In the summer of 1210, Francis and his companions traveled to Rome to seek the blessing of the pope for this new order of Friars Minor. Papal ecclesiastical advisers declared that the Rule of the Order, though taken solely from Christ’s command, was impractical and unsafe, and Francis’s request was rejected. That night Pope Innocent III had a dream in which Francis was holding up the Lateran Church with his shoulder. The next morning the pope immediately requested an audience with Francis and approved his mission. Upon the Friars’ return to Umbria, the Benedictine Order attempted to give them the Porziuncola for their monastery. Francis only accepted the use of the property. He strongly felt that their Order must always live in holy poverty, never owning anything. Even their name, Friars Minor (Little Brothers) reminded the men to never exalt themselves above anyone.
The first Friars Minor traveled throughout Italy, joyfully preaching by day and sleeping in haylofts at night. Forbidden to take money, they supported their mission by working with laborers in the fields or begging for their meals. Having proved themselves adept at local peacemaking and sowing contentment, many of the Italian city-states invited them to preach and set up small communities within their borders. Missions were sent to Spain, Germany, Hungary, and France. Without trying to be revolutionaries, Francis and his followers completely changed the way the Church reached people. Because he truly believed that all of nature was wondrous and all creatures sacred to God, Francis introduced a new way of looking at the world, one accessible to rich and poor alike. His order attracted a socially diverse group of men and spawned an affiliated women’s order with Saint Clare of Assisi. He later drew up a rule for laity who desired to associate themselves with the Friars Minor. This order of Franciscan Tertiaries, or the Third Order of Saint Francis, exists today with worldwide membership from the Catholic, Episcopal, and Anglican Churches. Just as they did under Francis, members continue to follow the rules of humility, charity, and voluntary poverty.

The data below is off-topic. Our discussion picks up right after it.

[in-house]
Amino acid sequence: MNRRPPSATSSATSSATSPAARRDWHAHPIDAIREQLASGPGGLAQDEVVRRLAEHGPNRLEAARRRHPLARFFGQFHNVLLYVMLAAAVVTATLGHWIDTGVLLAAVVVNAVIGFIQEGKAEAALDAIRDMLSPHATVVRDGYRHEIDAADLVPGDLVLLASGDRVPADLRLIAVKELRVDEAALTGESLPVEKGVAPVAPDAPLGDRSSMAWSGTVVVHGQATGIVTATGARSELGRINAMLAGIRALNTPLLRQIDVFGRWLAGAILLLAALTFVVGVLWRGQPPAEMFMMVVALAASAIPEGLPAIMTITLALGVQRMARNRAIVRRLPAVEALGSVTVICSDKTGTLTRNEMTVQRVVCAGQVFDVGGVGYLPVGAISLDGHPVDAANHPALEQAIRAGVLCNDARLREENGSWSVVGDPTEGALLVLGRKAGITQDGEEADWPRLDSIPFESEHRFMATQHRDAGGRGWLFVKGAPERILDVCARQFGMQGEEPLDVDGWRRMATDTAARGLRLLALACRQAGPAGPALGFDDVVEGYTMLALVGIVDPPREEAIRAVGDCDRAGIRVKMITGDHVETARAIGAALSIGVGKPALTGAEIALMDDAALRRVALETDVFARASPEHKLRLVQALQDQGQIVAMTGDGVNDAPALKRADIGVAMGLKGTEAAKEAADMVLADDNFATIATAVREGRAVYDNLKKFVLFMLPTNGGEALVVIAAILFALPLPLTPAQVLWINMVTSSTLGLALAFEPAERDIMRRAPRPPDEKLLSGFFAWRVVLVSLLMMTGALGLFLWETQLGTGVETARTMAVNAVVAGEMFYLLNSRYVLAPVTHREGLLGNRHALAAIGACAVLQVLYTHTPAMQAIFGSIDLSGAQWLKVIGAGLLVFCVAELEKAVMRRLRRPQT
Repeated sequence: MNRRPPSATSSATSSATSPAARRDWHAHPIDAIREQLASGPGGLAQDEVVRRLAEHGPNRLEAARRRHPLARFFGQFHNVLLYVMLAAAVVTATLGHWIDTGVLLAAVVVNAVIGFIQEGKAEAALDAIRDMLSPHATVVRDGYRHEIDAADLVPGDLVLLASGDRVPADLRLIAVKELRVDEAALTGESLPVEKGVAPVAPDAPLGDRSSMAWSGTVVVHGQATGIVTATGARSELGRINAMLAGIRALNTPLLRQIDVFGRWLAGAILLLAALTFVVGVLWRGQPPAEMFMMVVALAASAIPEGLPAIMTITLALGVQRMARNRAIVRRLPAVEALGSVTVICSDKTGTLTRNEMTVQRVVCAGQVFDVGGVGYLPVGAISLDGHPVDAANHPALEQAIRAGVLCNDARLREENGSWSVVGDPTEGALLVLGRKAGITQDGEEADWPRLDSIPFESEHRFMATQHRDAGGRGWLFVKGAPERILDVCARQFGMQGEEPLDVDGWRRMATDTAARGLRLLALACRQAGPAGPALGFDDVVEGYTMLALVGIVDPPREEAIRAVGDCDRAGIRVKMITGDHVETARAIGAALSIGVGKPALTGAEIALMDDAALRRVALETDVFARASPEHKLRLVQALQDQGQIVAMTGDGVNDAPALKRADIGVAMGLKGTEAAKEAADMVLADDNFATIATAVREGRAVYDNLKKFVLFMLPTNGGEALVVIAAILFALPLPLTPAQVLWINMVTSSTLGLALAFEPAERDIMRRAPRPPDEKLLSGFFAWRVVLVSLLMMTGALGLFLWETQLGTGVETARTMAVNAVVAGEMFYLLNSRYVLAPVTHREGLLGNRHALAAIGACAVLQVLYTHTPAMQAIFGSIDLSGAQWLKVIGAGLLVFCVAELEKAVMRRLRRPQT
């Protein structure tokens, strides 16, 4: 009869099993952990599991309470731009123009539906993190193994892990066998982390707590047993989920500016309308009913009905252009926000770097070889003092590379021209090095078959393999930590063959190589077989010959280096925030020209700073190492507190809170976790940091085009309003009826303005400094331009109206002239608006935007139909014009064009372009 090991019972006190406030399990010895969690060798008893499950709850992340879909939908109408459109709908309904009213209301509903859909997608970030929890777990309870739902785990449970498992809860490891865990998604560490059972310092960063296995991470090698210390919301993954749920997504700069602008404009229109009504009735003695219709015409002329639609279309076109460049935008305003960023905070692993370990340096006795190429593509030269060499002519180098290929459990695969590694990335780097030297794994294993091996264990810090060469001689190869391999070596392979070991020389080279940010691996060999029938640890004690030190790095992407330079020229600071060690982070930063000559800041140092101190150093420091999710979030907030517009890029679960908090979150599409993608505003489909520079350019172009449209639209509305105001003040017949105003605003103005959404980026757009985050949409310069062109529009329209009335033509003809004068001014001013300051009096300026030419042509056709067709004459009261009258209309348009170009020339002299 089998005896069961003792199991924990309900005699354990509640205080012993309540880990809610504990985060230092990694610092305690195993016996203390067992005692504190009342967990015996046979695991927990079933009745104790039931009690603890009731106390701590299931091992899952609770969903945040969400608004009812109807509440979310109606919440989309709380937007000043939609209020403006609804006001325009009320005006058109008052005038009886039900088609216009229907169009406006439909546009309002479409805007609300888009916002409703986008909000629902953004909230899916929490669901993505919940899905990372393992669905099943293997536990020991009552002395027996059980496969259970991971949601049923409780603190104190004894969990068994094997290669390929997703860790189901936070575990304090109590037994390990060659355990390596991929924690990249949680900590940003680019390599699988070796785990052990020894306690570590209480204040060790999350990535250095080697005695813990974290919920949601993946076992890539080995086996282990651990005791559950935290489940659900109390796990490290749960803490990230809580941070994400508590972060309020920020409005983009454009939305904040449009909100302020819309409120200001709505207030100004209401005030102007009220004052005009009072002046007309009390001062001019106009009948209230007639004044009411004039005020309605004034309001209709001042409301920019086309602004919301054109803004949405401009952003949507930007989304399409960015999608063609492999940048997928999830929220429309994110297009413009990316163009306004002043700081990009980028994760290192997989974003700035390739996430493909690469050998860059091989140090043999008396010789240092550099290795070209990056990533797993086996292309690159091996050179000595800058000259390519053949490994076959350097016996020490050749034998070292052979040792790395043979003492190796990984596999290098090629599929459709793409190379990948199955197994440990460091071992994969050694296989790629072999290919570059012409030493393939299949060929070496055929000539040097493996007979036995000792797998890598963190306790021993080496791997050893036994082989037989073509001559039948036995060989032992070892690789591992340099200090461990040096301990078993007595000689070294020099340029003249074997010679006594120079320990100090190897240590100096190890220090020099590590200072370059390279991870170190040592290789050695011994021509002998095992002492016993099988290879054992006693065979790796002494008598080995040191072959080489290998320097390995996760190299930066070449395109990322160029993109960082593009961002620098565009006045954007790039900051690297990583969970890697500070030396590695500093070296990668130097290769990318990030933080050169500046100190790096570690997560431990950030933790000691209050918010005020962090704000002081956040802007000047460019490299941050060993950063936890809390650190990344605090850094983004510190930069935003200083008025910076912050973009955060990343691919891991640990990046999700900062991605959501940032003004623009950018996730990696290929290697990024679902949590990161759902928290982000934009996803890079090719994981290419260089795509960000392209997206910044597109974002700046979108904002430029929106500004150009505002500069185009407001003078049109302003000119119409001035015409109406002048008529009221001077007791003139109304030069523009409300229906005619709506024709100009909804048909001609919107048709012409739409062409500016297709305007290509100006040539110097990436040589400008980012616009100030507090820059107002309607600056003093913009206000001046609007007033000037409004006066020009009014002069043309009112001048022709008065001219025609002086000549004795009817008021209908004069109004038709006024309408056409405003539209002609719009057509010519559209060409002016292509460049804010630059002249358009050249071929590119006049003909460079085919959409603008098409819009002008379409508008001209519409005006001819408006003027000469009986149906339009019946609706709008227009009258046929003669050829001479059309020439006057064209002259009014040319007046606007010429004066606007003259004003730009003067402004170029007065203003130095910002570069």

Francis was a true mystic. It was said that birds would quiet down and listen when he preached, and there are many tales of his ability to communicate with animals. When the citizens of Gubbio were being terrorized by a man-eating wolf, for example, Francis went up in the hills to find it. Upon seeing the vicious animal, he made the sign of the cross and invited the wolf to come to him. The wolf docilely lay at his feet, and Francis drafted a pact between the wolf, and citizens of Gubbio; in exchange for being regularly fed by the town, the wolf would leave its residents in peace. Both sides agreed, and Gubbio was freed from this menace.
Francis’s life of sacrifice and self-deprivation put an incredible strain on his body. When he prayed, the light he saw in his raptures was so intense that it caused him to continuously weep. His followers feared for his eyesight, but he said he could not resist being in the presence of such a brilliant light. His devotions became more and more extreme and in August of 1224 Francis retired to the secluded mountain of La Verna for a forty-day retreat before the Feast of Saint Michael. He devoted most of his meditations to the wounds and suffering of Christ. At dawn on September 14, after a night of prayer, he had a vision of a Seraphim angel, nailed to a cross, flying at him. When the vision vanished, his body bore the stigmata of the crucified Christ. He bore these markings in secrecy for the last two years of his life. They were visible upon his death in October 1226.
The contributions of Francis of Assisi were not limited to religion. A great writer and poet, he wrote “Canticle of the Sun,” his masterpiece inspired by Saint Clare, in his native Italian. Writing in a language other than Latin was uncommon at the time, and it set the groundwork for the poetry of Dante Aligheri, a great admirer of Francis. Publicly acclaimed as a saint in his own lifetime, Francis of Assisi led one of the most documented lives of the Middle Ages. Within decades of his death, there were numerous biographies written by his followers. Perhaps the greatest memorial to this saint is the Basilica of Saint Francis, commissioned by the city of Assisi two years after his death. Considered one of the most important monuments of Europe, Giotto, Cimabue, and Simone Martini, the greatest artists of their day, decorated the interior with scenes from the saint’s life. Assisi itself exudes such an air of peace and love from having the presence of such a graceful being in its midst that it remains an important site for pilgrims devoted to the memory and teachings of Il Poverello (“The Little Poor Man”) known as Saint Francis.
Blessing of Saint Francis of Assisi
May the Lord bless you
and keep you;
may the Lord show his face to you
and have compassion on you!
May he turn his face to you
and give you peace!